I have posted before about the lack of "safe" assets for very conservative investment purposes. It's not getting any better.
The global pool of government bonds with triple A status from the three main rating agencies, the bedrock of the financial system, has shrunk more than 60 per cent since the financial crisis triggered a wave of downgrades across the advanced economies. The expulsion of the US, the UK and France from the “nine-As” club has led to the contraction in the stock of government bonds deemed the safest by Fitch, Moody’s and Standard & Poor’s, from almost $11tn at the start of 2007 to just $4tn now, according to Financial Times analysis.What I wonder is if the ratings agencies aren't playing with fire here by thinking they have the power to label and render judgment on assets. If US debt is downgraded and people still flock to buy US treasuries, don't ratings agencies risk being seen as irrelevant?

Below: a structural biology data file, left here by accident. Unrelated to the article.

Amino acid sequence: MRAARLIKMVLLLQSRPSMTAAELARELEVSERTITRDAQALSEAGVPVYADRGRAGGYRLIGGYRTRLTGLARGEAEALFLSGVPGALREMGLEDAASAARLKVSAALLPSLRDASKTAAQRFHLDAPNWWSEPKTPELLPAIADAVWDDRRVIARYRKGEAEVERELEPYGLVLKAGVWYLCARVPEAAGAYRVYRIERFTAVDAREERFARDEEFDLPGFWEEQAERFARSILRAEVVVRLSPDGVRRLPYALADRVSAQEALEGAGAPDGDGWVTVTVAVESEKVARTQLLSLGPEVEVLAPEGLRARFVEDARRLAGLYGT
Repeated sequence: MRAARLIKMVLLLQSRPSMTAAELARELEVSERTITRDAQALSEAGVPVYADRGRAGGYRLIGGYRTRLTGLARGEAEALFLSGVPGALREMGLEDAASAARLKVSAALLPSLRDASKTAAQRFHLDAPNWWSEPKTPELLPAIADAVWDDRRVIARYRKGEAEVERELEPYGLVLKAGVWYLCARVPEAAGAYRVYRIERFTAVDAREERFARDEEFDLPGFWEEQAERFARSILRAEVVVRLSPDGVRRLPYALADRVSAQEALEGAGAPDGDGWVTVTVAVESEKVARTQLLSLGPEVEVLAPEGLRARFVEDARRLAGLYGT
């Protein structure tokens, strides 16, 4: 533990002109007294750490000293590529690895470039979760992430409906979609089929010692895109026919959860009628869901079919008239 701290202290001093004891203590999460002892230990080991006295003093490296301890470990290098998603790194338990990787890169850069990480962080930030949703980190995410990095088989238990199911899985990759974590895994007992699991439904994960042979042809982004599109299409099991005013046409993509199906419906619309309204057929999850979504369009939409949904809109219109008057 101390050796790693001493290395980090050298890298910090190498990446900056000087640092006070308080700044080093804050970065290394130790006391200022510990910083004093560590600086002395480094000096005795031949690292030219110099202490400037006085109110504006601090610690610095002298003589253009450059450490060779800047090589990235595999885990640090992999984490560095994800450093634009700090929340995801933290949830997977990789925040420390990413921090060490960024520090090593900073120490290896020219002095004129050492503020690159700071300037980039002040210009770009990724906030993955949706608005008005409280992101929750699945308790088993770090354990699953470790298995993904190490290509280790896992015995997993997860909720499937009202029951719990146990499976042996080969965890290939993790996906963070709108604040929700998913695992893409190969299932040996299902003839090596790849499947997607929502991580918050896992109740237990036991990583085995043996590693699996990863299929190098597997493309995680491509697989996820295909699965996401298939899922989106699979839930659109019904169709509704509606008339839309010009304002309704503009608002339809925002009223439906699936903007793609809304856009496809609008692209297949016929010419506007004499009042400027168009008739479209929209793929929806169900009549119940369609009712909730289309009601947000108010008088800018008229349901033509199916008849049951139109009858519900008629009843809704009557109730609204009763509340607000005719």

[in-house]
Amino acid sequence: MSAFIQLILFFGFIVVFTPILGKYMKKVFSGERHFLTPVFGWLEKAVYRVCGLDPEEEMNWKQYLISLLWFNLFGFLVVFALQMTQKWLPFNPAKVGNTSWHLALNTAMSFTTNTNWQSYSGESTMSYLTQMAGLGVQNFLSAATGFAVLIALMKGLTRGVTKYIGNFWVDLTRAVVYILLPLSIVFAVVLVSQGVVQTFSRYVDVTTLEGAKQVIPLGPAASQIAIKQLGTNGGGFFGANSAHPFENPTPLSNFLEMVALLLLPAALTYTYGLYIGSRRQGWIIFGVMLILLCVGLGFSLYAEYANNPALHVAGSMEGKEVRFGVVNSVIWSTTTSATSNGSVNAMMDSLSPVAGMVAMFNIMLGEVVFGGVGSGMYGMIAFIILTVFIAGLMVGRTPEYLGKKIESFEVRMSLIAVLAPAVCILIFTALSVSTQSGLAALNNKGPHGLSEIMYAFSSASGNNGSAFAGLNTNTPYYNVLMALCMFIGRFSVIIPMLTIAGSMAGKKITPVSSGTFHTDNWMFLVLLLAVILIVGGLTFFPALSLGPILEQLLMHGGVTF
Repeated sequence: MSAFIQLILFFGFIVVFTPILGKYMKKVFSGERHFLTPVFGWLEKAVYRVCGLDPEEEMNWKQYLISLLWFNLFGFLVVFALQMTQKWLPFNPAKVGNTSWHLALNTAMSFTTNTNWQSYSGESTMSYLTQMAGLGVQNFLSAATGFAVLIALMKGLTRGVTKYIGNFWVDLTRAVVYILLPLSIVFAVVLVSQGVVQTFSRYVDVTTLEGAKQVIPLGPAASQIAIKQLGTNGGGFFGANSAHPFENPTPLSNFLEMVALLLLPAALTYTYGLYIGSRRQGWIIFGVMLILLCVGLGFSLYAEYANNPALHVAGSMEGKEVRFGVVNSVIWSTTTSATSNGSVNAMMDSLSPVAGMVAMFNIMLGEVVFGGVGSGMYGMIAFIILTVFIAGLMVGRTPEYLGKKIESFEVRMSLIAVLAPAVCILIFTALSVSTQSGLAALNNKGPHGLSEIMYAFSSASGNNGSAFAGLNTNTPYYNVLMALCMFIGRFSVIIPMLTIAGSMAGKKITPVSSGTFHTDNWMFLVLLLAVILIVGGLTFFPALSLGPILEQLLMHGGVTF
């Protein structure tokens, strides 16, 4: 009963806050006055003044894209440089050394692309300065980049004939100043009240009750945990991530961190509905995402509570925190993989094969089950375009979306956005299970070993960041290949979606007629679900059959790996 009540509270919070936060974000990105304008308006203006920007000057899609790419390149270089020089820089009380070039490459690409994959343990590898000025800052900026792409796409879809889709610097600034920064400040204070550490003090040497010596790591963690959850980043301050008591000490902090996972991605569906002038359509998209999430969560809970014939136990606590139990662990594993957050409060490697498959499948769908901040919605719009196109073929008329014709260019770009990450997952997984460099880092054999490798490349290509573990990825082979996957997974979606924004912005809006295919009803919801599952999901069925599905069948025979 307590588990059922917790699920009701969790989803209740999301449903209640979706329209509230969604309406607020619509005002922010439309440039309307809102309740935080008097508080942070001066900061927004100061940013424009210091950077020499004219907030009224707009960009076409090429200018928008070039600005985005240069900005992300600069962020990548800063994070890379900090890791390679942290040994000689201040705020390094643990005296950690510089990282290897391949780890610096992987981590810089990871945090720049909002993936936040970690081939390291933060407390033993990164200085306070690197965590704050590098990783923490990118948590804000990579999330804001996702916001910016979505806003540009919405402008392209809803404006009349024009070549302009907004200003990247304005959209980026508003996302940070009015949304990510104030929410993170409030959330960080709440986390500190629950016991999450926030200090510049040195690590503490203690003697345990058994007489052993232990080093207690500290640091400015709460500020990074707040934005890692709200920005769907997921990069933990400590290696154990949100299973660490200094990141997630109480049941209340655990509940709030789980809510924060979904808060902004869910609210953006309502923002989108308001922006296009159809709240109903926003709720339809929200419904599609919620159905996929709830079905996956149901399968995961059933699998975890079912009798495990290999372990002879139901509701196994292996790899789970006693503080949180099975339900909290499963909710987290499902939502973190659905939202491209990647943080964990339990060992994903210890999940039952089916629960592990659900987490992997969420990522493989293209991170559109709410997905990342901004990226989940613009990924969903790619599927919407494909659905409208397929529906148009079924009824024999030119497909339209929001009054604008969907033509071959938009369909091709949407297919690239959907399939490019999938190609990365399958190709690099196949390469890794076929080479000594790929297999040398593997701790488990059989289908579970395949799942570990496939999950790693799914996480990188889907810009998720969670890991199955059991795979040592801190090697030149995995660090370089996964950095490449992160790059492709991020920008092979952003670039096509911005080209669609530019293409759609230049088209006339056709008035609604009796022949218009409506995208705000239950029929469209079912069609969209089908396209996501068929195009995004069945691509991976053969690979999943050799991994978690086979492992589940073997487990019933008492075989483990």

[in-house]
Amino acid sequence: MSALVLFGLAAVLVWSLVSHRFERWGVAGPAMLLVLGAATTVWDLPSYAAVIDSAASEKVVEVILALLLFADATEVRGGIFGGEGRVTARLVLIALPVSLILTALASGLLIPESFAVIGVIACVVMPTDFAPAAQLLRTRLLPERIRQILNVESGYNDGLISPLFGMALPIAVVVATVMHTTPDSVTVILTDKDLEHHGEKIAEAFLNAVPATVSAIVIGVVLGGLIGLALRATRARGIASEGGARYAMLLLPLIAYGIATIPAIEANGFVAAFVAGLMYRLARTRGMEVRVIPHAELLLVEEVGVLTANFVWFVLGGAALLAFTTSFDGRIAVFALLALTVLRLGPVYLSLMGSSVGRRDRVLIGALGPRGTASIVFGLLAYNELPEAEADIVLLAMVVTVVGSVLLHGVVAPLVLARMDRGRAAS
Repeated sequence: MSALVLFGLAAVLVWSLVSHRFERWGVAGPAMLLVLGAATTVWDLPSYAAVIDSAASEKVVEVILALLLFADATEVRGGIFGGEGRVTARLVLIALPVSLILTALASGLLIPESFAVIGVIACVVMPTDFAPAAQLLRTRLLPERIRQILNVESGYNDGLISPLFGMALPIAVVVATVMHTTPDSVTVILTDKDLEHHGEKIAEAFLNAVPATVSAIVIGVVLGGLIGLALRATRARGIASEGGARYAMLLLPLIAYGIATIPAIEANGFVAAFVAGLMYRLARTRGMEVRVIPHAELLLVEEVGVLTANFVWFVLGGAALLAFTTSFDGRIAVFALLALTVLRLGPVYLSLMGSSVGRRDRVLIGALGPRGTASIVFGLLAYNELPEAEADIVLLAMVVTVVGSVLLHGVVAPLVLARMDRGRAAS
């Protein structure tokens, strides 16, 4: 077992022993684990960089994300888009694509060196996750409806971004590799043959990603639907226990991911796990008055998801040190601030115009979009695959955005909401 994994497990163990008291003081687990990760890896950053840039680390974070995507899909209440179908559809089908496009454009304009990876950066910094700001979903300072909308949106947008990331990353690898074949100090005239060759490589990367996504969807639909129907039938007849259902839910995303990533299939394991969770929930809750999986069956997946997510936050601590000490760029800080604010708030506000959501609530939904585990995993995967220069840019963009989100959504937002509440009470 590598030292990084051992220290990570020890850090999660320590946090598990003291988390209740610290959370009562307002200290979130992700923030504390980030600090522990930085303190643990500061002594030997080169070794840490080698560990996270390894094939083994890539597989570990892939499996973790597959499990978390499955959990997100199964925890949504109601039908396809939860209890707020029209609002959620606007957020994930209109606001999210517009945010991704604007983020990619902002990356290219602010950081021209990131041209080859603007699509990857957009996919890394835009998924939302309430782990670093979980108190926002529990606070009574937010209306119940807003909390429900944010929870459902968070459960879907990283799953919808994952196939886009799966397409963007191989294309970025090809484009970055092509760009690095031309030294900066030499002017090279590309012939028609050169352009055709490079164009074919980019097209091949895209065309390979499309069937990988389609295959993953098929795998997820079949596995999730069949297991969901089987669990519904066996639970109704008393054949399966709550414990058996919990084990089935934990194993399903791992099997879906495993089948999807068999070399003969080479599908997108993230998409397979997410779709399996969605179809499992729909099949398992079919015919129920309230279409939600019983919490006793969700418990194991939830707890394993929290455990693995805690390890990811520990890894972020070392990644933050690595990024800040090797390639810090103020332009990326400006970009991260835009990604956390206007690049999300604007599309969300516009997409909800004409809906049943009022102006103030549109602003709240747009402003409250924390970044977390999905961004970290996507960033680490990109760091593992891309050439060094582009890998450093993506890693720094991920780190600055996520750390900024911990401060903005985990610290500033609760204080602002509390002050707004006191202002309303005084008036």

The shrinkage, largely a result of US’s downgrade by S&P in August 2011, is part of a dramatic redrawing of the world credit ratings map, which is encouraging investment flows into emerging markets and forcing investors and financial regulators to rethink definitions of “safe” assets. [More]
More worrisome (for them) is if another metric, by another self-proclaimed referee catches on instead. Safe could be in they eye of the beholder and we change our rules to fit.